Sunday, January 31, 2010

The Overlooked Joy: Farmhouse Chèvre

1 comment:

"Cheese?" you may say.

"Doesn't that need a dedicated refrigerator, and take weeks, if not months of curing?"

"Won't it smell bad?"

"Don't I need rennet, and powdered acid, and all sorts of complicated equipment?"

Fear not, dear readers. While it's true that making a well-aged Gouda might require a bit more in the way of preparation, there are many "fresh" cheeses -- mozzarella, ricotta, queso fresco -- that take only a few hours of forethought and can be made with supplies found in your local grocery store.

Best of all, they're incredibly delicious -- far better than their heavily processed and rubbery store-bought bretheren.

With no cheese is this more true than that western French delight, Chèvre. Even the cheapest goat cheese has a delightful tang; but when you make it at home, nuances germane to only a recently-made product -- lush creaminess, a delicate texture -- emerge in all their glory.

This is probably one of the easiest recipes we've posted here, and, certainly, one of the more impressive. Let's get right to it.

Farmhouse Chèvre
Makes eight to twelve ounces of cheese

1/2 gallon Goat's Milk (but not "ultra pasteurized")
2 Lemons (enough for 3 Tablespoons fresh juice)

Garlic, herbs, spices, salt, to taste

Cheesecloth or Muslin

[Editor's Note: I'm aware that goat's milk isn't available in every grocery store. That being said, it's been consistently growing in popularity, mostly because it's easier to digest and has a higher protein level than cow's milk. My local grocery store caters to a large West African population, and, when looking for it, I suggest searching out markets that cater to cultural groups more familiar with sheep and goat as an everyday food product. If you can't find such a store (or if you're too lazy to look), any Whole Foods market will carry it; just be prepared to pay out the nose. Still, it's still cheaper than buying the finished cheese.]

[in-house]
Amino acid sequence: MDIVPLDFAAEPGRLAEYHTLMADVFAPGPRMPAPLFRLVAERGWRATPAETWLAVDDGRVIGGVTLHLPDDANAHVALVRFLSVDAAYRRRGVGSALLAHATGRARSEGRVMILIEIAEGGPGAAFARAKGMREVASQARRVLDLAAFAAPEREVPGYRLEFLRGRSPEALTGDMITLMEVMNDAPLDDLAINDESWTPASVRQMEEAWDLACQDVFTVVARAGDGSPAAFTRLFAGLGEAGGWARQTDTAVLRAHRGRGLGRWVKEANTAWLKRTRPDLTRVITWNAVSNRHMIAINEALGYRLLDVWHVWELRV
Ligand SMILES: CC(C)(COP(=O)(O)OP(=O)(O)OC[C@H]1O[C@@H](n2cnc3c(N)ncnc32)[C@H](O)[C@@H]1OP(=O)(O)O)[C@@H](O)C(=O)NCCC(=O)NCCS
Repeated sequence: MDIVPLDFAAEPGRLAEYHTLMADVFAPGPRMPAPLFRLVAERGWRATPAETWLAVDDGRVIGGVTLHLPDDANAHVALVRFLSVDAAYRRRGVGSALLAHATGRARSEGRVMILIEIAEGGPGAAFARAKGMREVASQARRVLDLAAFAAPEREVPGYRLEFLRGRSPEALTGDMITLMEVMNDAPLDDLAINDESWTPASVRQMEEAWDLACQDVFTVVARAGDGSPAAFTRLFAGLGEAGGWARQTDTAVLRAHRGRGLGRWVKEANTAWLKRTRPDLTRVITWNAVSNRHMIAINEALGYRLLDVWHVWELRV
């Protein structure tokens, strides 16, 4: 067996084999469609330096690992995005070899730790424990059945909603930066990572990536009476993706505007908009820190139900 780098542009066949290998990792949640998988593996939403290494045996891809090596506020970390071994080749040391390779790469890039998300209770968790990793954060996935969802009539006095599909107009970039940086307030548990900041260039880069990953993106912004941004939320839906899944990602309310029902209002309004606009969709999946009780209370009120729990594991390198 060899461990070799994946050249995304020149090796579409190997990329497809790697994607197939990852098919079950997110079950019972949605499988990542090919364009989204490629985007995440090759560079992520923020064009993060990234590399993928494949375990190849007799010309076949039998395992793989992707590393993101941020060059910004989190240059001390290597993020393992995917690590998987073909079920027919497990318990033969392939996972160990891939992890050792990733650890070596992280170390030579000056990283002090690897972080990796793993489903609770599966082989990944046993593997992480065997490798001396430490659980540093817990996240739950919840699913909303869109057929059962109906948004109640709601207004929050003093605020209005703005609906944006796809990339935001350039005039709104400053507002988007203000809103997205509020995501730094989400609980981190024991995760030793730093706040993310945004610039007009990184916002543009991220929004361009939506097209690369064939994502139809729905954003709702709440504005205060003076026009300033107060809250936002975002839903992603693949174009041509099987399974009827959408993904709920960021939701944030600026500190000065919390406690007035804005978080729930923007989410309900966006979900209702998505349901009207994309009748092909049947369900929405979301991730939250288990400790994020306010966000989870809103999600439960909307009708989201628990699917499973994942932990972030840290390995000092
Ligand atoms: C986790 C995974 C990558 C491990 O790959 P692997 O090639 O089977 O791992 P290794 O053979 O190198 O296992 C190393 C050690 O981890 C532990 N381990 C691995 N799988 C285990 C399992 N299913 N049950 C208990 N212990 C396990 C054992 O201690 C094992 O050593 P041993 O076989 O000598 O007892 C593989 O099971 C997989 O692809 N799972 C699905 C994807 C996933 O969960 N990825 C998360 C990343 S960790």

Start by measuring out your lemon juice. Three lemons will yield the half-cup needed. DO NOT USE BOTTLED JUICE. Skim out the pits, and place aside for the moment.

Next, pour your milk into a large, heavy bottomed pot. Attach a candy thermometer, and place it on a burner raised to medium heat.

As the milk warms, stir it constantly to ensure that it does not stick or burn to the bottom of the pot. A flat-topped wooden spoon is best for this; plastic spatulas may melt.

Once the milk reaches 175 degrees F, remove it from the heat immediately. Pour in your lemon juice, and stir until just mixed. Set the pot off to the side to cool. As the milk returns to room temperature, the curds (what will become your cheese) will set.

After about 30 minutes (the curds/whey may still be a little warm), it's time to strain and form the cheese.

If you're going to flavor the cheese with any additions (for this batch, I incorporated some herbes de provence, a little cracked black pepper, and one-half of a clove of microplaned garlic), add them to the pot at this point.

Next, pour your curds and whey through a strainer lined with either cheesecloth or a muslin bag (both should be available at your local kitchen supply store or homebrewing shop, and they're dirt cheap).

[Editor's Note #2: If you save the whey, you can heat it again, this time bringing it back up to a rolling boil. From there, remove it from the heat, add in an additional three Tablespoons of lemon juice, follow the straining process and -- voila -- goat's milk ricotta.]

Now, once a decent amount of whey has leeched out from the emerging Chèvre (this should be after about one hour), you'll want to tie the four corners of the cheesecloth or muslin into a knot and remove the strainer. This will provide a common point from which to hang the parcel. Using a very large bowl (or a wide-mouthed vase) and a wooden spoon, construct a method by which you can suspend the parcel in the air while fitting it in your refrigerator, as shown below.

After about eight hours, more whey will have leeched out. Feel the parcel; it should be firm, but not stiff. From here, dismantle your apparatus, and unwrap your cheese from its cloth. Feel free to shape the round into a fairly attractive shape, crack some more pepper on it, and drizzle with a bit of olive oil. Serve immediately.

The final product:

If you're going to only try one or two recipes from this site, make this one of them. The basic technique that you'll learn can be appropriated for many different styles of fresh cheese, and the taste -- well, the taste is so remarkable I highly doubt you'll be tempted to go back to the packaged stuff. Besides, if you really get bitten by the cheese bug, who knows? A dedicated refrigerator, bacterial cultures, and homemade Roquefort may be in your future. It seems worth a try. We'll see you again next week.

Music: The Mountain Goats -- "This Year"

1 comment:

  1. Hi Neal. Once you go fresh cheese, you never go back. I like to make Bittman's no knead bread for schmearing...also Goat Song is a must read and a fun accompaniment to goat cheese projects. Groovy post - cheers!


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